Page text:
Radiant Radish Interview

Rusty Spell is best known to the Radish crowd as the solo artist who sang about boogers and telling us: "Yeah, whatever." I may be one of the few people in the scene who knows of Rusty’s many other projects like: The Mnemonic Devices, ‘nikcuS, and the Immaculate Conceptions. So I decided to get in touch with Rusty to let everyone out there know that there is much more to Rusty than just his boogers.

R.R.: First, of course, where have you gone, and what are you up to now?

Rusty: After I got my PhD at USM, I got a jobbie teaching writing and literature at The University of Texas Pan American. I live in a town ten minutes north of Mexico. I turned twenty-eight in January (which I mention since I bring up ages a lot here, and someone might want to know).

R.R. Who has the better Goodwill stores, Hattiesburg or Edinburg (I believe that’s where you are)?

Rusty: Hattiesburg, for sure. Oddly enough, Hattiesburg is also more cool in the thrift department than Austin (several hours north of here, where I go about once or twice a month), even though it’s supposed to be the hippest city in America or whatever. (And yes, Edinburg is the name of the place where I live. I only live in burgs.)

R.R. How did you come to play the instruments you play today?

Rusty: I can’t remember not playing drums, meaning that as a little kid I would make my own drum sets and snare drums and things out of other things: usually toys that weren’t meant to be beat on. I’m a natural at drumming; it’s the only thing I’m good at. I got better at it after seven years of training at school.

One day at a young age, probably when I was eight or something, I decided that the keyboard was the coolest instrument there was, out of the instruments that played notes anyway. The folks got me a piano, which was really cool now that I think about it, and also an electronic keyboard. I learned to fake my way on that, and now it’s what I use more than anything on my records.

For a long time, I resisted the guitar. It seemed like what everyone else was doing, or ugly, or something. Too rock and roll for me. But eventually I got one, when I was twenty-two. I downloaded a chord list from the web and taught myself to play. I fake my way through it too. I like the guitar now, and I’m using it more and more on records. I especially like my acoustic guitar.

I got my ukulele when I was twenty-five and taught myself how to play it too. I love it. It’s a ridiculously cute instrument. The other stuff I have is my accordion that I’ve had since I was twenty-two, which isn’t very fun to play just because it’s cumbersome... my harmonicas which I’ve been playing since I was seventeen (I’m pretty decent at harmonica)... and then random toys like jaw harps and kazoos and flutophones and piano boards that I’ve picked up here and there.

In the future, I hope to obtain a banjo, mandolin, a violin, and maybe some horns. I’m a jerk enough to think that if I own them I will be able to play them.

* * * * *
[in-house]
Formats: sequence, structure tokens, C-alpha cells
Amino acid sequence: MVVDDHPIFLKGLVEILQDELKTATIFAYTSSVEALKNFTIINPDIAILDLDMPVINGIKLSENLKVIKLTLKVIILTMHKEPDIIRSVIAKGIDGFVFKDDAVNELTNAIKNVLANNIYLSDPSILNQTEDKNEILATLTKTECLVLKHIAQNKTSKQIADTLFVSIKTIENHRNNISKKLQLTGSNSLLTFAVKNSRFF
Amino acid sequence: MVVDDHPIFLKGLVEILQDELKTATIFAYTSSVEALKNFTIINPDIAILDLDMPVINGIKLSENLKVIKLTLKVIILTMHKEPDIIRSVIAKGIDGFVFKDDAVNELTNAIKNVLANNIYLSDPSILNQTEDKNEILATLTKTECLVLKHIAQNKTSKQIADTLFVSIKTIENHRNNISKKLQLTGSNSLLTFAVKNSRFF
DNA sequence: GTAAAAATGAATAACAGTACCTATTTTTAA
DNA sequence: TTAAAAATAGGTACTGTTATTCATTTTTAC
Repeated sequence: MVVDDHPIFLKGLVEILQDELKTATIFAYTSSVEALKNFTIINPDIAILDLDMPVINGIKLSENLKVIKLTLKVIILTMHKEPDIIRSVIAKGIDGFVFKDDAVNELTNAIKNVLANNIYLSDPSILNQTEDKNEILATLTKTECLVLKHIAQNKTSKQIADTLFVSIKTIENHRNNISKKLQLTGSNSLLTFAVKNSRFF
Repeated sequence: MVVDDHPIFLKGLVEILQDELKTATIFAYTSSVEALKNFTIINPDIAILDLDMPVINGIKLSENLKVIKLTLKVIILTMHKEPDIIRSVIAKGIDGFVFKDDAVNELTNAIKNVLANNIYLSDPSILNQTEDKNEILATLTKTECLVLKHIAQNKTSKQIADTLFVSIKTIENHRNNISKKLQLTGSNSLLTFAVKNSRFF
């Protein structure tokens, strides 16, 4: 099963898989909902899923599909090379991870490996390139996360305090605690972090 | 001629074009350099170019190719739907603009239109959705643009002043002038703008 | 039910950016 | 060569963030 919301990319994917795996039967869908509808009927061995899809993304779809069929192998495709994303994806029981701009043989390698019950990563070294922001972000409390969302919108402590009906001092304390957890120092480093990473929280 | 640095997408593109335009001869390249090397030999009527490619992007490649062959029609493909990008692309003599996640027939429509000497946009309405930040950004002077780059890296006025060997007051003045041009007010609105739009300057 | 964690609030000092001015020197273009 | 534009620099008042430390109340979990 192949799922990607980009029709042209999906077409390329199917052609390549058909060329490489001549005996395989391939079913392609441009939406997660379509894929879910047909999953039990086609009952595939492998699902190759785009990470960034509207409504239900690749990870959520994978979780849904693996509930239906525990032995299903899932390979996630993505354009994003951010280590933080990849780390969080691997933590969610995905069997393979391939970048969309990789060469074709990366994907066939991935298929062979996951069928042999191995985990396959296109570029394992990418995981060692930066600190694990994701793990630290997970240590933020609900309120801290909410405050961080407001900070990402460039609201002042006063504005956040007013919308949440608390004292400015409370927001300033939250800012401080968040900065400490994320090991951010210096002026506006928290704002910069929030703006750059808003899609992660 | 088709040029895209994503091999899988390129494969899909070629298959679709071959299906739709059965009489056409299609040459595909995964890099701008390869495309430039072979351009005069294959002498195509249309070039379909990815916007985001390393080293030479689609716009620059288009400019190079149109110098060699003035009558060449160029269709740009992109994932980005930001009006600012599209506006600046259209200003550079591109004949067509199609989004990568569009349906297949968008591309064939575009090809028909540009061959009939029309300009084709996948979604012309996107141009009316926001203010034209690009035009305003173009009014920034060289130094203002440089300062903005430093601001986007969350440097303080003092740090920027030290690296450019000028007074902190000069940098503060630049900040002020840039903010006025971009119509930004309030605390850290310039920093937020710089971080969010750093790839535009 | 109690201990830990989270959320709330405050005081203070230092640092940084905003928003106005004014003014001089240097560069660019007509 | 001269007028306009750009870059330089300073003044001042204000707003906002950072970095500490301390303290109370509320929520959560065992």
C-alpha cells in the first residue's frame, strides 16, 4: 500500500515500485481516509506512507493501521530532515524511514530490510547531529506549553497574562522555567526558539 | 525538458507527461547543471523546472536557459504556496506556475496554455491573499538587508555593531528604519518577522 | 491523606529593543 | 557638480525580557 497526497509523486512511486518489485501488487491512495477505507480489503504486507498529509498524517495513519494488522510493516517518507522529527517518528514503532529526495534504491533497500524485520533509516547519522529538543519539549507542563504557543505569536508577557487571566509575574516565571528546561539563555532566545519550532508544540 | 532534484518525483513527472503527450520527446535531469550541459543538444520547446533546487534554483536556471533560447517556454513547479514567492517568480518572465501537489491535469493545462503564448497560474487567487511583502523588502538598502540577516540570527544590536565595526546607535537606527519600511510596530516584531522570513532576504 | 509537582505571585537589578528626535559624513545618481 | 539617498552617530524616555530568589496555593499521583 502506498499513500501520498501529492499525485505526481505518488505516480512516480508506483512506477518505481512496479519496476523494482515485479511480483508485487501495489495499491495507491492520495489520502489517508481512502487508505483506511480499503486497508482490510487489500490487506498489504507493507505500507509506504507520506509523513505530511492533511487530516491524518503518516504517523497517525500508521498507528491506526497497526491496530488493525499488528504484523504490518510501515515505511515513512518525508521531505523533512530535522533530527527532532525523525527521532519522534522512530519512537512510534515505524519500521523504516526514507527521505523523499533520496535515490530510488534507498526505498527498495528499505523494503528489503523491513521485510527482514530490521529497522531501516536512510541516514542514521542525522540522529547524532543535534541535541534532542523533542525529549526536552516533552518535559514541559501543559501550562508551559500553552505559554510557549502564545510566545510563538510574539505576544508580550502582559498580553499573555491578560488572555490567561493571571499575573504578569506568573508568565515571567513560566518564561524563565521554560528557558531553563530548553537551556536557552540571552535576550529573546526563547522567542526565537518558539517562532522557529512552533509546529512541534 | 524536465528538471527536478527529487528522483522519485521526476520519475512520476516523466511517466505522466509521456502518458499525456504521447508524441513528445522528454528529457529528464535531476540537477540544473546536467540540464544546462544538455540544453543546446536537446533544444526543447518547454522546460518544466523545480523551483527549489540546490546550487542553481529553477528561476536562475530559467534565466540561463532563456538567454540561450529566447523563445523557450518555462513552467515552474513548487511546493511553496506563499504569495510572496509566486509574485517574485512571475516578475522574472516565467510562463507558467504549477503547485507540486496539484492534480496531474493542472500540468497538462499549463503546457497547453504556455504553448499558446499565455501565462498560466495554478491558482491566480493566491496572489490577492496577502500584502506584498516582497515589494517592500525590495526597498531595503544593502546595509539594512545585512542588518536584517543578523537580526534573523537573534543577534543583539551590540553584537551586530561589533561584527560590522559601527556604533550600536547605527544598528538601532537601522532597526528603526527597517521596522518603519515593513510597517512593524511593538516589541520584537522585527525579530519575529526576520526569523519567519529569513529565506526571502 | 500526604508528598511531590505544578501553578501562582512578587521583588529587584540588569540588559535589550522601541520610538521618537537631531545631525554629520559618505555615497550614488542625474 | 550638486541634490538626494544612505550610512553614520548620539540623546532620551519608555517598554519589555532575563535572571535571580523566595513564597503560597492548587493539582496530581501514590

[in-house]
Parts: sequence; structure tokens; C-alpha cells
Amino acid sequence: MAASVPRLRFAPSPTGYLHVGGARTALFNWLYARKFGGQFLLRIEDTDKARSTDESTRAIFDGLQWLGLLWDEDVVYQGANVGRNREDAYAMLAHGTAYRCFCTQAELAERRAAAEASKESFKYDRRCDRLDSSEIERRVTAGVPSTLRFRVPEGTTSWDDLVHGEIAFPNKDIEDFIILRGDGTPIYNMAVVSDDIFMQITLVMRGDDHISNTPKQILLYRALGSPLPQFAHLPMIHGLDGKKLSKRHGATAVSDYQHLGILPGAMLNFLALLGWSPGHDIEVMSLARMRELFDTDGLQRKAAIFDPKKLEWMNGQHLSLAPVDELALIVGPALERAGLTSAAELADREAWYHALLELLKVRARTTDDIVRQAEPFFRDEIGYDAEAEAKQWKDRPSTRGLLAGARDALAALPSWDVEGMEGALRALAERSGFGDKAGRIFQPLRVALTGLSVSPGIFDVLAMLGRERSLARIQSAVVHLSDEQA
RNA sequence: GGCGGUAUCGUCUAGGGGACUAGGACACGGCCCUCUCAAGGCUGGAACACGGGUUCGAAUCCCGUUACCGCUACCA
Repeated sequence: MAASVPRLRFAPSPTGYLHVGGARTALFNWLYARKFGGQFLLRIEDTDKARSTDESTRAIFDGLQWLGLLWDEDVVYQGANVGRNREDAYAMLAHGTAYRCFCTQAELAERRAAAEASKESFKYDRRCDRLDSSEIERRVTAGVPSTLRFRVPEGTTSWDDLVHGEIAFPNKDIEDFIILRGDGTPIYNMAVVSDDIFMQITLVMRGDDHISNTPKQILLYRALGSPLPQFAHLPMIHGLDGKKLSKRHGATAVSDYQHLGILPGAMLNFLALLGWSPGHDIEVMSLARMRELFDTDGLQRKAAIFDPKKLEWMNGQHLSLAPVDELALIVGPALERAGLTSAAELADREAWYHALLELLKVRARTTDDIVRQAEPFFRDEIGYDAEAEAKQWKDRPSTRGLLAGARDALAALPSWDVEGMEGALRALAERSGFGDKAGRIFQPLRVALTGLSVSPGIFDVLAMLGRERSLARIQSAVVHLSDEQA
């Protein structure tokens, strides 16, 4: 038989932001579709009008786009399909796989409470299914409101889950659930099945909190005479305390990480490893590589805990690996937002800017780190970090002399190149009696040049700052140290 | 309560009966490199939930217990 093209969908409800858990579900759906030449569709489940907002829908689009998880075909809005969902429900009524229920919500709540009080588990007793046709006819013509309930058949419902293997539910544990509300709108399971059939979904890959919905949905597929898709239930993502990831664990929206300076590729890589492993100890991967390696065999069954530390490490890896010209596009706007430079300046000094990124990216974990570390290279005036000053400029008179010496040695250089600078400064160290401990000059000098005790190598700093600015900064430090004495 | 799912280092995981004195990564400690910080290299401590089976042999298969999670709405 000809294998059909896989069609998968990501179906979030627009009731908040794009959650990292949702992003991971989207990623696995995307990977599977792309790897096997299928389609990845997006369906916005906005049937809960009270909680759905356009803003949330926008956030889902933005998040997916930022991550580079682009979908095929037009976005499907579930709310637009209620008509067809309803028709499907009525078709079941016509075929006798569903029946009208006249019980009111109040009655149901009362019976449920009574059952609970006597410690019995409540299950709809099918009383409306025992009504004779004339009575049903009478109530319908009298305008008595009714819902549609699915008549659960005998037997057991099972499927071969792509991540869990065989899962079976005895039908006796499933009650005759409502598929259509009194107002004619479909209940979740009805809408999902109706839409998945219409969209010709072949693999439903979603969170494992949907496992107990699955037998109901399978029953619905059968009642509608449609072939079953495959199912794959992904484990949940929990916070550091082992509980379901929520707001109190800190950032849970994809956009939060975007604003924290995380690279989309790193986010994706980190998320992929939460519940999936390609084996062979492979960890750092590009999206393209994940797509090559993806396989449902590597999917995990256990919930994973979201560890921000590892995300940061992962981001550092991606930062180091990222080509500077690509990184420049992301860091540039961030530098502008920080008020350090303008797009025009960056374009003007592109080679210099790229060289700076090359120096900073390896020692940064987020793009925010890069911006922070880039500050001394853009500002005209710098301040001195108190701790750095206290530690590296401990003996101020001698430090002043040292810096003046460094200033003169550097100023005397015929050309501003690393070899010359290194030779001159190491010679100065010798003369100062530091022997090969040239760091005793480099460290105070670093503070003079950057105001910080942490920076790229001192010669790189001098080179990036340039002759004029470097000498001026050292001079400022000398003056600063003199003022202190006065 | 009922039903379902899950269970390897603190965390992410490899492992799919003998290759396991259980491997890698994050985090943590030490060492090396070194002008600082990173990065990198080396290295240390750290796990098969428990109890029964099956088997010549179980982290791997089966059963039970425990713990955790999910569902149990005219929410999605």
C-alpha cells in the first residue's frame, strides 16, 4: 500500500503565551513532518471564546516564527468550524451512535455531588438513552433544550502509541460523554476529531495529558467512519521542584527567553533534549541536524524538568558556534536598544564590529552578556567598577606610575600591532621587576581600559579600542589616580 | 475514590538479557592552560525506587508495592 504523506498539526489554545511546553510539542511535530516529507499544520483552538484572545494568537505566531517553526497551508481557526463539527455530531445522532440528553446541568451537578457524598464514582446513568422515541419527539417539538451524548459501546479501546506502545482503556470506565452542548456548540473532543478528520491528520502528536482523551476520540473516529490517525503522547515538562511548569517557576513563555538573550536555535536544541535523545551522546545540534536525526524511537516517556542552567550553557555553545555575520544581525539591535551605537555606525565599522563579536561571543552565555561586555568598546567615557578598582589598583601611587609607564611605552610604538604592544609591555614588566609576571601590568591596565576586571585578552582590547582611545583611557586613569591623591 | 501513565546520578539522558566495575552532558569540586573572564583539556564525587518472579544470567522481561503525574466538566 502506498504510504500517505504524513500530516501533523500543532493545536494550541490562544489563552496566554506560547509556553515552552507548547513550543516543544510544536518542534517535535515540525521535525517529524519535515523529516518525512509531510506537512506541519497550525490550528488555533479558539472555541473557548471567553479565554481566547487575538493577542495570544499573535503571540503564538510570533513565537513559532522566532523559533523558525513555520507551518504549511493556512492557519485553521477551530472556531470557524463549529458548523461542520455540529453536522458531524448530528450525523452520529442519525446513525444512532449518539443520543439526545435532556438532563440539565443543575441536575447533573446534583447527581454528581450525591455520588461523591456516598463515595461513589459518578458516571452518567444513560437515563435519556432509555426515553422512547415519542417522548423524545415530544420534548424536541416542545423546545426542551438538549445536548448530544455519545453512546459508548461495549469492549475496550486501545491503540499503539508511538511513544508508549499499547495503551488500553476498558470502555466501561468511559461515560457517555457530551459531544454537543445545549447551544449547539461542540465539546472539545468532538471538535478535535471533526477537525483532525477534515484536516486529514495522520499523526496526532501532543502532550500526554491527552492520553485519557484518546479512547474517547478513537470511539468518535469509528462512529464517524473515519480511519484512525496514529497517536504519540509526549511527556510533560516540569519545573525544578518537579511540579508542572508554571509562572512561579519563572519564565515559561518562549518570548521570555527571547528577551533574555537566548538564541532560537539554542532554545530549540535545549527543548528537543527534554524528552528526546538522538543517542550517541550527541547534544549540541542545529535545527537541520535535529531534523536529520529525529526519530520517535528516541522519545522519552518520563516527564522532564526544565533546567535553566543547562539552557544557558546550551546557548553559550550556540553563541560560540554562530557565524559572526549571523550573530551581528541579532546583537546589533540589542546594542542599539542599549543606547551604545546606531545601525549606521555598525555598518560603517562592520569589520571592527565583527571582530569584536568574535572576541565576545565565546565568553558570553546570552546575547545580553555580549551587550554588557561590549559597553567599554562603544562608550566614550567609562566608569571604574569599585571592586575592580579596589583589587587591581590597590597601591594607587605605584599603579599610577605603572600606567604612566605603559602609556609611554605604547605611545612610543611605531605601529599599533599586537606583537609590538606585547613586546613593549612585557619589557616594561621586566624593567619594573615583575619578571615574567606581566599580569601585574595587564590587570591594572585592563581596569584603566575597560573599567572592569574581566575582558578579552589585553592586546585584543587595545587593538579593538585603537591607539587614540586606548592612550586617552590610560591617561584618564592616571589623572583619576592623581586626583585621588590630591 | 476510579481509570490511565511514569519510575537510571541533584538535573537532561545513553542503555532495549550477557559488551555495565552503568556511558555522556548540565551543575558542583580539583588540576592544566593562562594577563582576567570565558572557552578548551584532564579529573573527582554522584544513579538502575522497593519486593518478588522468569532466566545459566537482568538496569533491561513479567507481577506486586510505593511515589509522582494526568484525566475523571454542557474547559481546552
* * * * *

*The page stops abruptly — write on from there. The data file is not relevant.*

R.R. Do you actually use any or all of those instruments in your recordings. And do you have any kind of recording capability where you could like record a 12 piece Rusty band, kind of like Bugs Bunny in that baseball cartoon, but Rusty on musical instruments?

Rusty: Yes, I use them all. And, yes, I play them all Bugs Bunny style. I record everything with my computer, so essentially I have all the tracks in the world. Sometimes I keep the songs simple, but sometimes I pile them up with every instrument.

R.R. Can you describe your first live show?

Rusty: Like guitar, I resisted playing live for a long time. I’ve been making records since I was fifteen, and playing music long before that, but I didn’t play a live show until I was twenty-five. I opened for my friend’s band in Memphis, Tennessee. I just sat on a stool and played the electric guitar and sang some of my songs and some other songs. Kinda bland, not too bad, but mostly a prologue to what I consider my real live show – one that I put more thought into – one year later in Hattiesburg.

At that show, I decided that I would be bored if I had to listen to myself strumming by myself for another hour, so I used multiple instruments – electric guitar, acoustic guitar, keyboard, ukulele, and CD samples – and I also used multiple vocalists, asking some of the Mnemonic Devicettes to sing for me. So five different gals came and sang a handful of songs with me, to mix it up. That’s how I prefer to do shows, though I usually haven’t, the few times I’ve actually played. I also tried to do interesting songs: not only mine, but great songs that don’t get recognized too much by hipsters, like "Bootylicious," "All the Small Things," and "The Thong Song."

R.R. Most of the Radish crowd know what the comedic side of Rusty is like, but I’ve come to love some of your non comedic songs like "Our Hurricane" and even imagined them as bigger songs with more people than just a man and his keyboard/or guitar. Do you ever see yourself playing as the lead man in front of some sort of group instead of just you with the occasional guest musician?